Social Security Retirement : LUSENET : Country Families : One Thread

I just found out I do not qualify for Social Security Disability because I did not work off the farm all these years. I also am told that I will not have full Social Security when I retire(if I make it that long) All we would have had to do is pay me a wage of $3500 a year and pay in extra $400.00 for Social Security. I could not drive to town to work for that $400.00 a year. We farm and I have put in my fair share of the work around here. I think I was worth $3500.00 a year. Now we don't know what to do about all of it. I was diagnosed with scleroderma 6 years ago. People do not understand the fatigue and weakness that goes with this disease. It is 40 miles to town one way. I am writing this to warn others before this happens to someone else. If you are self employed maybe you should think about this.

-- Cindy Herbek (, October 11, 2001


A way to do this, is to run the business in the wife's name if they materially participate in the business. Any tax preparer can show you the criteria that needs to be met. It is not hard to do and if you are working on a farm I am sure you would meet the qualifications. Usually the husbands have enough credits because of previous work. If not you could divide the business into 2 seperate concers: example one spouse is the owner of the milking operation, one is the owner of the hay and selling of excess cattle. You get the idea, whatever applies in your case. This may mean you have to file seperately, but in a case like yours it would have been well worth it. This is all perfectly legal as long as you meet the criteria.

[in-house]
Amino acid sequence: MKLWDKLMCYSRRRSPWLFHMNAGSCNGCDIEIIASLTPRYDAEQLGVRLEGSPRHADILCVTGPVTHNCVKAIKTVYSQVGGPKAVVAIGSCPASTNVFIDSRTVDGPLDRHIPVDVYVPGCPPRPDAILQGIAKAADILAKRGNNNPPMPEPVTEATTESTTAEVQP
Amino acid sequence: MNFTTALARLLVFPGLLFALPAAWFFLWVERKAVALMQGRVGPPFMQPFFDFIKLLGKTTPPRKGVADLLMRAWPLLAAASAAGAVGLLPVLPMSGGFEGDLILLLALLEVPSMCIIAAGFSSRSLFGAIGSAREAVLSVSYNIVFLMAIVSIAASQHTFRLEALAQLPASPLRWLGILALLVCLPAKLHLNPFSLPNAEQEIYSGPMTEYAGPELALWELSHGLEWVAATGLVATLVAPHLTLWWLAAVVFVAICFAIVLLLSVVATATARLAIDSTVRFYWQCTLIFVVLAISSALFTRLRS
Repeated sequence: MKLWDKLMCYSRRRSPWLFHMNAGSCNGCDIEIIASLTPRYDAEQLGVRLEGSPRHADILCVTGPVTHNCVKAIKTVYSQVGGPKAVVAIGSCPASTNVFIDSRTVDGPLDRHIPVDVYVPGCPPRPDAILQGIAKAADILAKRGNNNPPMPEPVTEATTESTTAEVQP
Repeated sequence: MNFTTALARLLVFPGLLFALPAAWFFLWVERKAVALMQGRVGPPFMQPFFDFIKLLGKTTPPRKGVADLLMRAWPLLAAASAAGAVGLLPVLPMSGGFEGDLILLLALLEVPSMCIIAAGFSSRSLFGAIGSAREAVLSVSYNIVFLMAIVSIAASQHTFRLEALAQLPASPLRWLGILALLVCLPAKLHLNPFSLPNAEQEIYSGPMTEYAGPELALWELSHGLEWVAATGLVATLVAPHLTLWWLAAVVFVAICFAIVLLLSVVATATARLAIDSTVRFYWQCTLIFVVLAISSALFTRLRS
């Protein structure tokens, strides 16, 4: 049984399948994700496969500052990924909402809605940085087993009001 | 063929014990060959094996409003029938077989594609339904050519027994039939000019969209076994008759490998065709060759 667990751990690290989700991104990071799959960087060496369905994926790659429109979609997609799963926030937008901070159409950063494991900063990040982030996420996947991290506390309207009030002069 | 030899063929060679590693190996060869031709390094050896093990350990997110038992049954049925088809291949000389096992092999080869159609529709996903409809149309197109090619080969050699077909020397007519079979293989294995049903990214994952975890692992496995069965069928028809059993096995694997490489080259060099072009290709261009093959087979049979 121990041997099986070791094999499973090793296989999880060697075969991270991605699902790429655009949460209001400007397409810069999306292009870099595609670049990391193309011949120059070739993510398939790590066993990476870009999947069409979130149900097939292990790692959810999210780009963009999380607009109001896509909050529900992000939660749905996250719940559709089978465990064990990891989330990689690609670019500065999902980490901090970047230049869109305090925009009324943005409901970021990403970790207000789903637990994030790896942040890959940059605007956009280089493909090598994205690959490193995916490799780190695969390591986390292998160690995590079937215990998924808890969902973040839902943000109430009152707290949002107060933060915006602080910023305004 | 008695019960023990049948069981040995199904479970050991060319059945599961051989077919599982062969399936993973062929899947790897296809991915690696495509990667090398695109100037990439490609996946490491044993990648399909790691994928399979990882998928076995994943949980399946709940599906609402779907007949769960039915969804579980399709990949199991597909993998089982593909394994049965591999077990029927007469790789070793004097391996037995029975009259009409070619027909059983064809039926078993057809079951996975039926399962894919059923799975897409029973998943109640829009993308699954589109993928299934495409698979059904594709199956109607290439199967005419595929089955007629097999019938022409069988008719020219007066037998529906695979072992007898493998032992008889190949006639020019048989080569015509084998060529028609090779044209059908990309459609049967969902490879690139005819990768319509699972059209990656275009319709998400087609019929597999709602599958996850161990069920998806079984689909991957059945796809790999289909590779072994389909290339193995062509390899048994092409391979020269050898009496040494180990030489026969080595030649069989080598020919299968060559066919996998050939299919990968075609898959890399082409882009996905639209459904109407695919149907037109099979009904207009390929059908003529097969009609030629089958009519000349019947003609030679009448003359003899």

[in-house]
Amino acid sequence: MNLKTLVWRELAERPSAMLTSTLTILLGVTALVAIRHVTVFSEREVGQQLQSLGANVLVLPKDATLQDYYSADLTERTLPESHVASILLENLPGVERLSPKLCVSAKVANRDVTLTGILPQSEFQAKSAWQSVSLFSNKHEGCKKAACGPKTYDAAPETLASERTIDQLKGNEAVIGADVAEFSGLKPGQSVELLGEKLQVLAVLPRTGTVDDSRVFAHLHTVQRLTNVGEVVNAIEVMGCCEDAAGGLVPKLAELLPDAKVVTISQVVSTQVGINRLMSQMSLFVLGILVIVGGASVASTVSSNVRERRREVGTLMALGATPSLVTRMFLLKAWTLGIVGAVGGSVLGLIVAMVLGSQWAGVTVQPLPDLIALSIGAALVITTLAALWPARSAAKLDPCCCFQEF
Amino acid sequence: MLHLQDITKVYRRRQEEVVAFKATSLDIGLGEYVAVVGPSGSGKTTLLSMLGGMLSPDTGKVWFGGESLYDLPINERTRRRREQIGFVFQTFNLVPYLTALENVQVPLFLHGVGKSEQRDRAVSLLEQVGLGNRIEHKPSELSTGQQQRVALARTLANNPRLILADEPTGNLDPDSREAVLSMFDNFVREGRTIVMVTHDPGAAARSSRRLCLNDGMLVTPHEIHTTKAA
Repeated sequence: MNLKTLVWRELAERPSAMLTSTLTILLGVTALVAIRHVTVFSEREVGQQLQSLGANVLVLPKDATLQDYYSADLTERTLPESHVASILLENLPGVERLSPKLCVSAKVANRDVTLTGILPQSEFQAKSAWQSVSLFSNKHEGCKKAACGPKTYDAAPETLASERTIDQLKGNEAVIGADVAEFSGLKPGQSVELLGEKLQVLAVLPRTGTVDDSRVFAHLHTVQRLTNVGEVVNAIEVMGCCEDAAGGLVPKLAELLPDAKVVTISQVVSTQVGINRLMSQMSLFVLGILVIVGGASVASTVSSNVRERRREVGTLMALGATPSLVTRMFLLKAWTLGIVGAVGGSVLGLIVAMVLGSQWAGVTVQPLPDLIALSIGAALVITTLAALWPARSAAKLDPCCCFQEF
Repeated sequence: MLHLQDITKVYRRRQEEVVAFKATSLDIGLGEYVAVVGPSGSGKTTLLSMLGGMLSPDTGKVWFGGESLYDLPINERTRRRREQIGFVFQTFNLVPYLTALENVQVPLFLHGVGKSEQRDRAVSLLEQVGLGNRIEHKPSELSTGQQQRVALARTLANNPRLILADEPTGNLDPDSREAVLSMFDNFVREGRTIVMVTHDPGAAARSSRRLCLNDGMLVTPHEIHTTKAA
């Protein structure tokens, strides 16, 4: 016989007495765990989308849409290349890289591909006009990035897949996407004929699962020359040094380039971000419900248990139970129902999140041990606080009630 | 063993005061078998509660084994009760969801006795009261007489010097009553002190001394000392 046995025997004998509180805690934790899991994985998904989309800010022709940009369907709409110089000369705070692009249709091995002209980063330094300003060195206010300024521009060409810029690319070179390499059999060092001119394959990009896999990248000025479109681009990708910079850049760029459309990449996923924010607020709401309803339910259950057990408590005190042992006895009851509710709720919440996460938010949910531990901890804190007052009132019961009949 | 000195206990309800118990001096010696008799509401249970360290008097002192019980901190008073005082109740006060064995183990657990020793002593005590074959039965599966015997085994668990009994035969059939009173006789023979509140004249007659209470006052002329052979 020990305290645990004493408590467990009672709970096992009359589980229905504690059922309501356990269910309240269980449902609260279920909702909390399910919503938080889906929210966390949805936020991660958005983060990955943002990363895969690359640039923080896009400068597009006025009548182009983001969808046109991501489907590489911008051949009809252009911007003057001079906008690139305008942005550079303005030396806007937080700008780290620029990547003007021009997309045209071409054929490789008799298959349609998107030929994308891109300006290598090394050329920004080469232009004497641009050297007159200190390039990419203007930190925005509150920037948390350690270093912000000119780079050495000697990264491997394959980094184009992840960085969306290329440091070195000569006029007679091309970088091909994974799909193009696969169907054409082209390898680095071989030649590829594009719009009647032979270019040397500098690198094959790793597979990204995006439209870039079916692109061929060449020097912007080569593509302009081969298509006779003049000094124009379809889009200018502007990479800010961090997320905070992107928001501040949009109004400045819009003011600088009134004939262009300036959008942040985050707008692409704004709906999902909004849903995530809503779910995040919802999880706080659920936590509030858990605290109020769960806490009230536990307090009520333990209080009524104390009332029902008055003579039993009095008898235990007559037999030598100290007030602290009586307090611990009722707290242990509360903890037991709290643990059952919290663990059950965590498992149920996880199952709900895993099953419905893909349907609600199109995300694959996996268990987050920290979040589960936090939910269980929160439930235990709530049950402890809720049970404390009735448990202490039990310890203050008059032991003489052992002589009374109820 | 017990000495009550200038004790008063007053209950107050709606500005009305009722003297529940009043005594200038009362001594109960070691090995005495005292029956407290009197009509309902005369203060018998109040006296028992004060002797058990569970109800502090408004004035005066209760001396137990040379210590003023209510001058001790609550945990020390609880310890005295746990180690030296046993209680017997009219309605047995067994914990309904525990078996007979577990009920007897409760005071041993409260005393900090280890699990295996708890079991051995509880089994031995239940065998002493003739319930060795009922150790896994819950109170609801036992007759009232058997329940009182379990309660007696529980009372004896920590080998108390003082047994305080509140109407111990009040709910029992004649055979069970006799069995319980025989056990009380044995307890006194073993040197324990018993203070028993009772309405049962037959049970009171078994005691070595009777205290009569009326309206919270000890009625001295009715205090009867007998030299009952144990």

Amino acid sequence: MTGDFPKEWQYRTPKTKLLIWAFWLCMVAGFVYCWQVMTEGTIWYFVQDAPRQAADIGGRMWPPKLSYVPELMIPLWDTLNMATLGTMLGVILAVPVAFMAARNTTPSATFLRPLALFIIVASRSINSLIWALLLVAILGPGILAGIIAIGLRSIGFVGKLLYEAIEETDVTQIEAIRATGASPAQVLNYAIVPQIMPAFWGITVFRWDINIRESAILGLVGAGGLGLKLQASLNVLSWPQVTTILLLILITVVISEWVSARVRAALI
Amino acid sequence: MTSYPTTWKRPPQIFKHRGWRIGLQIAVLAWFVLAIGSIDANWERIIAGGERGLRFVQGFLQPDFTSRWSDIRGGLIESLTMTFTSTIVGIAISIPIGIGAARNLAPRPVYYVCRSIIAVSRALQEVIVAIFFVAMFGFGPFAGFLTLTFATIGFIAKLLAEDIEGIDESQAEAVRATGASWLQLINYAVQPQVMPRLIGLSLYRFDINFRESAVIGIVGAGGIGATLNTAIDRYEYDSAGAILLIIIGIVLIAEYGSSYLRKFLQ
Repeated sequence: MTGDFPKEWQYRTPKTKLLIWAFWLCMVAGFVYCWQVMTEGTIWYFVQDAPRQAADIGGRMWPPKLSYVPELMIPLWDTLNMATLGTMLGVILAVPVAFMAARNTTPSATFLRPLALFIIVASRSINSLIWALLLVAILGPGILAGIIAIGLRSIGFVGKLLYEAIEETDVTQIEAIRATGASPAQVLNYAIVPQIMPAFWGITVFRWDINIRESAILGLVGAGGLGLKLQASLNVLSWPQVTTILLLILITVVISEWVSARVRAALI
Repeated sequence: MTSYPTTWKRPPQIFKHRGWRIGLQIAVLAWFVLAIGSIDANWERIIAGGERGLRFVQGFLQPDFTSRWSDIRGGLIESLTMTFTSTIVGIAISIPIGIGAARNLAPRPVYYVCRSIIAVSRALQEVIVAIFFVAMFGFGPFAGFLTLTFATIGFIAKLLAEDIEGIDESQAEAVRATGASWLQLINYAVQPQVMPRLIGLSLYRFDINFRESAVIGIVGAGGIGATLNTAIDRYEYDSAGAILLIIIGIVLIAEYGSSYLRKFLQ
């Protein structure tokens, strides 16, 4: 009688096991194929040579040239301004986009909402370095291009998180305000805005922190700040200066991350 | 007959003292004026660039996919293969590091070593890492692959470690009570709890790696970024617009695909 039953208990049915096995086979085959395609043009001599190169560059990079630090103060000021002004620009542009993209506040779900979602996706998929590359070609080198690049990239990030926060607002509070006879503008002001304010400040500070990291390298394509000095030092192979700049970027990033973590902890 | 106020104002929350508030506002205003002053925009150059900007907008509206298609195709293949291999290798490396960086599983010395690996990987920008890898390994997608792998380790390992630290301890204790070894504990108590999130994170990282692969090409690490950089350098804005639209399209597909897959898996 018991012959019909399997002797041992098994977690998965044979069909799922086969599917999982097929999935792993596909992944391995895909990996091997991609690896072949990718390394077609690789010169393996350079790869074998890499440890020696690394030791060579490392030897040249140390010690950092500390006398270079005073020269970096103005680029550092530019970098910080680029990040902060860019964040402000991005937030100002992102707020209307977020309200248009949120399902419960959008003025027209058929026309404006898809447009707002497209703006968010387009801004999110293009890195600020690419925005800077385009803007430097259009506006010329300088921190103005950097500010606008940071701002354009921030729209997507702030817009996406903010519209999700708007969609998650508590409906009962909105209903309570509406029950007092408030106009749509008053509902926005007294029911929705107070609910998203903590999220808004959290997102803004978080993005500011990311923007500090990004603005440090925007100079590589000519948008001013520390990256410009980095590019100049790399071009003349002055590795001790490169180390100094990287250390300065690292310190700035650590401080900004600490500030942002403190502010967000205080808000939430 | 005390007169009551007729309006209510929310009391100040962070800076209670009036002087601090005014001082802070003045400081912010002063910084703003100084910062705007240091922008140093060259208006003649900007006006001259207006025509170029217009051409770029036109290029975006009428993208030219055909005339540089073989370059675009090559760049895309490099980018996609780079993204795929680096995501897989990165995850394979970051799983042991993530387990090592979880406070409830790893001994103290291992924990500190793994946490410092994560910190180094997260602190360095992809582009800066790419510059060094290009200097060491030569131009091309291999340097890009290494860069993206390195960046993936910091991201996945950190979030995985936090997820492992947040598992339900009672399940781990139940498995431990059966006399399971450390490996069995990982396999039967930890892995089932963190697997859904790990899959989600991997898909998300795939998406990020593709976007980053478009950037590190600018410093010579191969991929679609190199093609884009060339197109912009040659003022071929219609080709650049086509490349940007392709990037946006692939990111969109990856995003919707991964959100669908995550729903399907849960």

The Social Security Administation is now mailing Benefits and Earnings Statements to each person about 2 months before your Birthday. This details your potential benefits and lets you know the amounts you have made in the past. If you have never received one I would get in touch with your local office and request one. I am sorry for your plight, I wish your tax-preparere had gone over this with you, but so many don't and people usually find out the hard way.

-- Melissa (, October 11, 2001.

Check into SSI (supplemental security income). You will likely qualify as no work record is required. Granted it is not as generous as regular social security, but with appropriate frugality it will help keep your body and soul together. Upon death of your spouse (God forbid, but this is something you need to know) you will be given a choice of the widow's share of his social security or SSI. At that point stay with the program that does the best for you. SSi will likely pay all medical bills. Regular social security most likely will not.

-- Sandra Nelson (, October 12, 2001.

I did check into SSI. They told us we would have to sell part of the farm before I would qualify. The part we would have to sell would be the original Herbek homestead. It has been in the family for 100 years. It won't happen if I can help it. I only wrote all of this to warn others that there is something you can do to help yourself if you are self emloyed. Cindy

-- Cindy Herbek (, October 13, 2001.

I remember many years ago when I heard that there was a way to opt out of Social Security. I thought that it would be the way to go. We would save that money every month and be way ahead of the game come retirement time. Well we all know how that would have worked out. A little here and a little there and there would be nothing left at retirement or disability time.

I am currently disabled getting Social Security, a small amount because of homesteading for many years. I didn't work as much in town as many others did, so I didn't pay as much in as others. I guess you can't expect to get as much out at retirement if you didn't pay a lot in.

I used to be a tax preparer. If I had a dollar for everyone I told about this exact type of thing, I could retire a wealthy man. No one expects to be disabled. Unfortunately almost no one really plans well for the future. At 25 we are all invincible, remember (all of us having a senior moment every now and then.) As far as starting a business goes it would be a good idea if at all possible, but remember that you must be unable to work for 6 months before you can apply for disability on social security. You can only make $700 a month or less or you risk loosing all benefits. They have your where they want you.

Talk to you later.

-- Bob in WI (, October 14, 2001.

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